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(Designing for) learning computational STEM and arts integration in culturally sustaining learning ecologies

Dionne N. Champion (College of the Arts, University of Florida, Gainesville, Florida, USA)
Eli Tucker-Raymond (Department of Language and Literacy, Boston University, Boston, Massachusetts, USA)
Amon Millner (Department of Engineering, Franklin W. Olin College of Engineering, Needham, Massachusetts, USA)
Brian Gravel (Department of Education, Tufts University, Medford, Massachusetts, USA)
Christopher G. Wright (Department of Teaching, Learning and Curriculum, Drexel University, Philadelphia, Pennsylvania, USA)
Rasheda Likely (Bagwell College of Education, Kennesaw State University, Kennesaw, Georgia)
Ayana Allen-Handy (Department of Policy, Organization and Leadership, Drexel University, Philadelphia, Pennsylvania, USA)
Tikyna M. Dandridge (School of Engineering Education, Purdue University, West Lafayette, Indiana, USA)

Information and Learning Sciences

ISSN: 2398-5348

Article publication date: 27 November 2020

Issue publication date: 15 December 2020




The purpose of this paper is to explore the designed cultural ecology of a hip-hop and computational science, technology, engineering, and mathematics (STEM) camp and the ways in which that ecology contributed to culturally sustaining learning experiences for middle school youth. In using the principles of hip-hop as a CSP for design, the authors question how and what practices were supported or emerged and how they became resources for youth engagement in the space.


The overall methodology was design research. Through interpretive analysis, it uses an example of four Black girls participating in the camp as they build a computer-controlled DJ battle station.


Through a close examination of youth interactions in the designed environment – looking at their communication, spatial arrangements, choices and uses of materials and tools during collaborative project work – the authors show how a learning ecology, designed based on hip-hop and computational practices and shaped by the history and practices of the dance center where the program was held, provided access to ideational, relational, spatial and material resources that became relevant to learning through computational making. The authors also show how youth engagement in the hip-hop computational making learning ecology allowed practices to emerge that led to expansive learning experiences that redefine what it means to engage in computing.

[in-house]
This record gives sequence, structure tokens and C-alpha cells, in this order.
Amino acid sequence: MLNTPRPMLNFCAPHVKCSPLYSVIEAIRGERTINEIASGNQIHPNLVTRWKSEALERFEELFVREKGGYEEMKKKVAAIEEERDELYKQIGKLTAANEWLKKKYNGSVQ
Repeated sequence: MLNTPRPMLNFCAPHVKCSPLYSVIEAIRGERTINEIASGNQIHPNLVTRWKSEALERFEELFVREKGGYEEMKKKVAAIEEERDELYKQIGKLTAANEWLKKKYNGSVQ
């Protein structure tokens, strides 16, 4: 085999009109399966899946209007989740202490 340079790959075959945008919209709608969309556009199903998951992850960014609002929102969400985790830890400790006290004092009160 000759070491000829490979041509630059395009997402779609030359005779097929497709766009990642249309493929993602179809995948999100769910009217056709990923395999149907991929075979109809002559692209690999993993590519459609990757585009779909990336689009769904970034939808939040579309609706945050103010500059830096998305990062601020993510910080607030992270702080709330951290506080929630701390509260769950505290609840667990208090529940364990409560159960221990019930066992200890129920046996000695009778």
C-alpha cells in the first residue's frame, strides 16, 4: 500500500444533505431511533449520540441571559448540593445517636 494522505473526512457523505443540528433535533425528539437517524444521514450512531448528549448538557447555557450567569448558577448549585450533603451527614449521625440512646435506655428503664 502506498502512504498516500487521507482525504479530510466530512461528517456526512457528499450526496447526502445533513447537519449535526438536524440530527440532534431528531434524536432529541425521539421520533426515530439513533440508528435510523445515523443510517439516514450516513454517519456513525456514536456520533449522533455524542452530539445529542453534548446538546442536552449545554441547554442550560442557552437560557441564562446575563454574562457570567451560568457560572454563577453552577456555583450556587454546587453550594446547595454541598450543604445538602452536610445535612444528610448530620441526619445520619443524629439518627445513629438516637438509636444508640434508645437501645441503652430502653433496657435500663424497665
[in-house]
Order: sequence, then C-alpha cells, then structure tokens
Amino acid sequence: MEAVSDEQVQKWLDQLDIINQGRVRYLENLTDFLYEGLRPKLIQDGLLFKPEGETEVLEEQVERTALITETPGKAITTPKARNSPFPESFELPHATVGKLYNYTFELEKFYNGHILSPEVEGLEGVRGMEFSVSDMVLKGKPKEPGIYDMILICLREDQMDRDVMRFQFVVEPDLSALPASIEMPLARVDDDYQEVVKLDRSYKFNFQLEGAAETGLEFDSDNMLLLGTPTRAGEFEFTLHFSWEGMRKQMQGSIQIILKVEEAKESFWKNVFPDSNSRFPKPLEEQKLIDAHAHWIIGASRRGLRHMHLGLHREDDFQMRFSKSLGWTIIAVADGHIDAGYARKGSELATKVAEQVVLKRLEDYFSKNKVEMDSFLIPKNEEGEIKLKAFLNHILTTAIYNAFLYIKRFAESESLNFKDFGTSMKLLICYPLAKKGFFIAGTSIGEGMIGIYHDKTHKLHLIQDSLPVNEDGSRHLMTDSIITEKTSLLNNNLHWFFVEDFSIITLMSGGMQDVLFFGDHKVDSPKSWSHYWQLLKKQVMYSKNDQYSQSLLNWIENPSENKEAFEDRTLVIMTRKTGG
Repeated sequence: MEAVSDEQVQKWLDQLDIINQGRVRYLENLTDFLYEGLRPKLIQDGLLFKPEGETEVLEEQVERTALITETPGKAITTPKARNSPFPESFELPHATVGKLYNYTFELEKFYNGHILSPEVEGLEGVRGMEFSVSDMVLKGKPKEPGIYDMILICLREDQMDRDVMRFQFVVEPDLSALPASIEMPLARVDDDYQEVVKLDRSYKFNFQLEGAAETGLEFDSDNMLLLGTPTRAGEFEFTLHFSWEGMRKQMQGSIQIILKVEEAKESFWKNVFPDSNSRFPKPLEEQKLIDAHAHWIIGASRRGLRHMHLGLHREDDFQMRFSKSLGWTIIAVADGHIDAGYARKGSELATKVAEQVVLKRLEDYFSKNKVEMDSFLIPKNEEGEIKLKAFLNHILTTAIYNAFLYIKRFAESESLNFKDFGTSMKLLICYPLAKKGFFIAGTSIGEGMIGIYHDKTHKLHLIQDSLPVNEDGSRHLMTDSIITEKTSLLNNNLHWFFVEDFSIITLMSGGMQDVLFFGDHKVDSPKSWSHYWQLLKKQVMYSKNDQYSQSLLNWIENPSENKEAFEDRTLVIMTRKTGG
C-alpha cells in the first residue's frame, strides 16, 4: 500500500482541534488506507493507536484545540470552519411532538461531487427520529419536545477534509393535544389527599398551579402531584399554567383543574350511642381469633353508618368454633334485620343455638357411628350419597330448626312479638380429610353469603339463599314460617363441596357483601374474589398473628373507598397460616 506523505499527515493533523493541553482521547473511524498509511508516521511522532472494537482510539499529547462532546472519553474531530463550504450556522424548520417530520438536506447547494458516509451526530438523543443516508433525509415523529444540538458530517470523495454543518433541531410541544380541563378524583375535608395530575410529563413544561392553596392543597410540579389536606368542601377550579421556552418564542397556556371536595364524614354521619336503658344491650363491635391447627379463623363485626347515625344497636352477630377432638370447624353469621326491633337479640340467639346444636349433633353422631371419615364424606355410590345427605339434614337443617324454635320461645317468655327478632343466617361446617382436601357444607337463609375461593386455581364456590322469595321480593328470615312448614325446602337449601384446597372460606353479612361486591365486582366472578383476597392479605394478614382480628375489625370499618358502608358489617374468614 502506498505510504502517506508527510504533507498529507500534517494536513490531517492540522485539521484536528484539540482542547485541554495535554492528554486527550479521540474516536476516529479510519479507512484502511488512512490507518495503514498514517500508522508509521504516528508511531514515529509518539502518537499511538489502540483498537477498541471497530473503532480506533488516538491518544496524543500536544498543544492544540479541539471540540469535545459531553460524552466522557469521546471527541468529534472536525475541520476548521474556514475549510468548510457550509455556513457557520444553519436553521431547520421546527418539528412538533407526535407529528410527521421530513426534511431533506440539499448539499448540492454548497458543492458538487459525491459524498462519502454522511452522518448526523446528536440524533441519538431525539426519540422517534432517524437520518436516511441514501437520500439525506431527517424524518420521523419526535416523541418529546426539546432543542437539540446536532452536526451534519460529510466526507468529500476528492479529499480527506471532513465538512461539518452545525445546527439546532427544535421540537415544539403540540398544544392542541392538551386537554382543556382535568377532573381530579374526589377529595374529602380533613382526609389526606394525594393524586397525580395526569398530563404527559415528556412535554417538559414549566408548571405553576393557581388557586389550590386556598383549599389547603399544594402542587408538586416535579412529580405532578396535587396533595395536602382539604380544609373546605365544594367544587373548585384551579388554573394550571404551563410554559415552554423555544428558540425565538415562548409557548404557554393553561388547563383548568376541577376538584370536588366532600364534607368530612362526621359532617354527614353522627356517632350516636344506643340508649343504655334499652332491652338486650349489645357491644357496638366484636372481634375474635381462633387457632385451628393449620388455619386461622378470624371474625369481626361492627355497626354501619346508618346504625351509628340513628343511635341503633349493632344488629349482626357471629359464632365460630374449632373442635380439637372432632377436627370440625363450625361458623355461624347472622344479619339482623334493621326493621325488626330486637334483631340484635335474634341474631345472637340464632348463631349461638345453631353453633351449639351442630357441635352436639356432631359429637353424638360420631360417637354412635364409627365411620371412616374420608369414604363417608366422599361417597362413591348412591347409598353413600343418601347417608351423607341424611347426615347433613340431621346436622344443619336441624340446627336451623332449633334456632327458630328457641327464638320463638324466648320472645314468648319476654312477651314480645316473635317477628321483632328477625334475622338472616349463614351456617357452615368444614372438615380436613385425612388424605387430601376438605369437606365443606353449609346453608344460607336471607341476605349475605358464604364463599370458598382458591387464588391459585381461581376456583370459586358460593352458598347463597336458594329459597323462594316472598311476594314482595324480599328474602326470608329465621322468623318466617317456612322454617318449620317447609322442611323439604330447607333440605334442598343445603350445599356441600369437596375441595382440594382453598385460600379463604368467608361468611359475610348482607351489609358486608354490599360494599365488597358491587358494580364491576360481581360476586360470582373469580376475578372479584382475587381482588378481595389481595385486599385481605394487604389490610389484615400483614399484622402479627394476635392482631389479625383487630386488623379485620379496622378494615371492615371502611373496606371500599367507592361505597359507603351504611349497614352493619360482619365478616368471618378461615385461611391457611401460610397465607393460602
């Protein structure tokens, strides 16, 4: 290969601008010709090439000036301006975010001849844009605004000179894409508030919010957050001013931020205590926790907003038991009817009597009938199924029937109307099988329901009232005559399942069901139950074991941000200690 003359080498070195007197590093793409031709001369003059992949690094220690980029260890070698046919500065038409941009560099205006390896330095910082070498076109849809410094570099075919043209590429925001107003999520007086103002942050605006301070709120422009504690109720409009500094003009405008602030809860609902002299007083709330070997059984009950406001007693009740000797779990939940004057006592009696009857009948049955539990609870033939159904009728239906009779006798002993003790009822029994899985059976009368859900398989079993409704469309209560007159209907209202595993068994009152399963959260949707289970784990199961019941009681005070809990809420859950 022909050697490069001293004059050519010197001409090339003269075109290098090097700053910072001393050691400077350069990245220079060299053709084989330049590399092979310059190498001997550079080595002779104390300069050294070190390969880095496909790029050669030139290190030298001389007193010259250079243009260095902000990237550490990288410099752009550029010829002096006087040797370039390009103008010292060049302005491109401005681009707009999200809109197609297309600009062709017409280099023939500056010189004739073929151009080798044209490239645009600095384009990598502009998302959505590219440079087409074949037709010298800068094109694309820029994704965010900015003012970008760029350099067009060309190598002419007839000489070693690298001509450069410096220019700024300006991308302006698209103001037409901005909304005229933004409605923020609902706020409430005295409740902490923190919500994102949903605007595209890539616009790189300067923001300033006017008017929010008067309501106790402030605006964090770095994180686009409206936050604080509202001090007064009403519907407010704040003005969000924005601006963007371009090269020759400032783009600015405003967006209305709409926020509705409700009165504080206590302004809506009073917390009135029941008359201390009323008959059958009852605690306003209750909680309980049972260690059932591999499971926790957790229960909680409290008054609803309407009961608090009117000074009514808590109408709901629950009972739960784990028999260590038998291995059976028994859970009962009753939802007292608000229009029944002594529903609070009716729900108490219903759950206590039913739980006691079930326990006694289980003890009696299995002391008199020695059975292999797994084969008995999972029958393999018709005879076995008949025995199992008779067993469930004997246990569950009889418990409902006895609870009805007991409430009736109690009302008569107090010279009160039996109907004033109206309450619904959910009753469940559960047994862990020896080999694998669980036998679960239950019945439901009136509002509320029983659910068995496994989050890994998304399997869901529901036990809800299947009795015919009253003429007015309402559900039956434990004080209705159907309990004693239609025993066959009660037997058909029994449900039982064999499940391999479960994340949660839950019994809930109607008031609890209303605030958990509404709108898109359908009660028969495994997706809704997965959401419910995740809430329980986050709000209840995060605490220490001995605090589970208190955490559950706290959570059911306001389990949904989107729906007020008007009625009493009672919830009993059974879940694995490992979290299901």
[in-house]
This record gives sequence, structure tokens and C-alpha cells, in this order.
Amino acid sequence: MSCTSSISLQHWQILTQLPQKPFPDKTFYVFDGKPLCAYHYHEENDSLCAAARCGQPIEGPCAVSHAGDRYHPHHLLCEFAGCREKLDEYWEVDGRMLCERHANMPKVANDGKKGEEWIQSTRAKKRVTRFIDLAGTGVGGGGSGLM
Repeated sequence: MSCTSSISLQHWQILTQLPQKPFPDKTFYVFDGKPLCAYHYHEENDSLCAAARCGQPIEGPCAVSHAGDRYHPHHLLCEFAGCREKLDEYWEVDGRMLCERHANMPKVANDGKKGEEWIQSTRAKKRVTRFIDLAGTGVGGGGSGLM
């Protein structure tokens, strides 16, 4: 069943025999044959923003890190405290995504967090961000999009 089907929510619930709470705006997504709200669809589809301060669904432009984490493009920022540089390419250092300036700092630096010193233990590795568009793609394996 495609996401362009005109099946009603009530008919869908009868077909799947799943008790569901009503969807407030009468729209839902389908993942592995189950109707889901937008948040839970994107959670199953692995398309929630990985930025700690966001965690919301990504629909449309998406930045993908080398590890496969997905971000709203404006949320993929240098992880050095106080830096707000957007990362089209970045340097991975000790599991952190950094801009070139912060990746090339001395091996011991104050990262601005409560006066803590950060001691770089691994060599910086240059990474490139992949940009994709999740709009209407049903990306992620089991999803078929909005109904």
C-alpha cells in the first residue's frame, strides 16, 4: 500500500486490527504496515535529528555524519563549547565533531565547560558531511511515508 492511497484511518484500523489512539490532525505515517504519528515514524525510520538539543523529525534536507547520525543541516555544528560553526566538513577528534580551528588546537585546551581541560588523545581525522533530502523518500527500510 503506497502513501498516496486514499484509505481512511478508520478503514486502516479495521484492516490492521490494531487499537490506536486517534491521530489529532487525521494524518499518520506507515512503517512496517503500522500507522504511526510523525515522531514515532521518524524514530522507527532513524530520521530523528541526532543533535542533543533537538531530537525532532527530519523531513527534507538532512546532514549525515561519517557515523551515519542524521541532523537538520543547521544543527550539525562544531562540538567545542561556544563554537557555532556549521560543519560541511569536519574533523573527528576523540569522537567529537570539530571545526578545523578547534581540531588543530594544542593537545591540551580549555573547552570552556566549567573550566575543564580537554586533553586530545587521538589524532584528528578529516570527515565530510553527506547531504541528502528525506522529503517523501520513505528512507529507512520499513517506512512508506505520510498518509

Research limitations/implications

Implications include how such ecologies might arrange relations of ideas, tools, materials, space and people to support learning and positive identity development.


Supporting culturally sustaining computational STEM pedagogies, the article argues two original points in informal youth learning 1) an expanded definition of computing based on making grammars and the cultural practices of hip-hop, and 2) attention to cultural ecologies in designing and understanding computational STEM learning environments.



This work is supported through a grant from the National Science Foundation, DRL #1842272 and 1842278. Part of this project was originally carried out at TERC in Cambridge, MA.


Champion, D.N., Tucker-Raymond, E., Millner, A., Gravel, B., Wright, C.G., Likely, R., Allen-Handy, A. and Dandridge, T.M. (2020), "(Designing for) learning computational STEM and arts integration in culturally sustaining learning ecologies", Information and Learning Sciences, Vol. 121 No. 9/10, pp. 785-804.



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